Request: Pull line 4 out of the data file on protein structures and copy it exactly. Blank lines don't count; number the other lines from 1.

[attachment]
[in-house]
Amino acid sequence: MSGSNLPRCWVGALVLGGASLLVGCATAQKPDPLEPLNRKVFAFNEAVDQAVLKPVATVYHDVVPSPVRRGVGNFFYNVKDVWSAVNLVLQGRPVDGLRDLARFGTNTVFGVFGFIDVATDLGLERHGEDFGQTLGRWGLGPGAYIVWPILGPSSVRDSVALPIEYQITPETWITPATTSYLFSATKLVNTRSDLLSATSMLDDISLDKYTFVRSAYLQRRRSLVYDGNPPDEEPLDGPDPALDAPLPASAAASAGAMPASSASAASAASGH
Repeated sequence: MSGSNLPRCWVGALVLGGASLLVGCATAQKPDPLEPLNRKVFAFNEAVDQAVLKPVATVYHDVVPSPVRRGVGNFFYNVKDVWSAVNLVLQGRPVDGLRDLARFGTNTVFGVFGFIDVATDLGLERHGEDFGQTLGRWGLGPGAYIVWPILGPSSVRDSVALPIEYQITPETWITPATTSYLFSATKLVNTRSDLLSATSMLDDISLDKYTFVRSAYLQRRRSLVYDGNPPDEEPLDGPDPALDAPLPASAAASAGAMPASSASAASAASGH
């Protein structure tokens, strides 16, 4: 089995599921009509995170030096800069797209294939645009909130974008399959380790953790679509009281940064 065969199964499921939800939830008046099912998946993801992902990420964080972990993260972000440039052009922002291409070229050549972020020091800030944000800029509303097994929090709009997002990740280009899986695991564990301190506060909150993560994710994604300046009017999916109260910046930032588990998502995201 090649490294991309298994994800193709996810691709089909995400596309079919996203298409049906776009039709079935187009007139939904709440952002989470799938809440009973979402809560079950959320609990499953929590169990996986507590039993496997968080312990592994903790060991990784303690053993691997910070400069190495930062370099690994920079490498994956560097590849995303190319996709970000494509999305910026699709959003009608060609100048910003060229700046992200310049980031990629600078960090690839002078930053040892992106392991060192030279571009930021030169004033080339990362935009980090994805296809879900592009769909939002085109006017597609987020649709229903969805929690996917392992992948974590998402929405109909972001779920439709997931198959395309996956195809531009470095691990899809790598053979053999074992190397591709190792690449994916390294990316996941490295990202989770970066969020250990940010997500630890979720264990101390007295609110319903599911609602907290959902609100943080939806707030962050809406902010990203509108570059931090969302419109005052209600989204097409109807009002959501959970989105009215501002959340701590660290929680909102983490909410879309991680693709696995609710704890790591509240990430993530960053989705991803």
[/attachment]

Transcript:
């Protein structure tokens, strides 16, 4: 089995599921009509995170030096800069797209294939645009909130974008399959380790953790679509009281940064 065969199964499921939800939830008046099912998946993801992902990420964080972990993260972000440039052009922002291409070229050549972020020091800030944000800029509303097994929090709009997002990740280009899986695991564990301190506060909150993560994710994604300046009017999916109260910046930032588990998502995201 090649490294991309298994994800193709996810691709089909995400596309079919996203298409049906776009039709079935187009007139939904709440952002989470799938809440009973979402809560079950959320609990499953929590169990996986507590039993496997968080312990592994903790060991990784303690053993691997910070400069190495930062370099690994920079490498994956560097590849995303190319996709970000494509999305910026699709959003009608060609100048910003060229700046992200310049980031990629600078960090690839002078930053040892992106392991060192030279571009930021030169004033080339990362935009980090994805296809879900592009769909939002085109006017597609987020649709229903969805929690996917392992992948974590998402929405109909972001779920439709997931198959395309996956195809531009470095691990899809790598053979053999074992190397591709190792690449994916390294990316996941490295990202989770970066969020250990940010997500630890979720264990101390007295609110319903599911609602907290959902609100943080939806707030962050809406902010990203509108570059931090969302419109005052209600989204097409109807009002959501959970989105009215501002959340701590660290929680909102983490909410879309991680693709696995609710704890790591509240990430993530960053989705991803």